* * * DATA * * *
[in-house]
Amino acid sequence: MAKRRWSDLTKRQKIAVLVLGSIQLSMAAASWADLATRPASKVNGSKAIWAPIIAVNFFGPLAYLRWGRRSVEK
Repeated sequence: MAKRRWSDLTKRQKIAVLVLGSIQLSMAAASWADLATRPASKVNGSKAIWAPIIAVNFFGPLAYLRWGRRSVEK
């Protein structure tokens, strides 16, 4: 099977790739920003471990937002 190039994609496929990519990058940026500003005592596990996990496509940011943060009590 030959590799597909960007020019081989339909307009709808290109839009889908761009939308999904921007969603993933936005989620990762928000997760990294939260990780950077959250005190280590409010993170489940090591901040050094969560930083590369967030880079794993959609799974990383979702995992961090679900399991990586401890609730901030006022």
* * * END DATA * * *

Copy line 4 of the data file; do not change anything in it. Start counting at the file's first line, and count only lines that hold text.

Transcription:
């Protein structure tokens, strides 16, 4: 099977790739920003471990937002 190039994609496929990519990058940026500003005592596990996990496509940011943060009590 030959590799597909960007020019081989339909307009709808290109839009889908761009939308999904921007969603993933936005989620990762928000997760990294939260990780950077959250005190280590409010993170489940090591901040050094969560930083590369967030880079794993959609799974990383979702995992961090679900399991990586401890609730901030006022």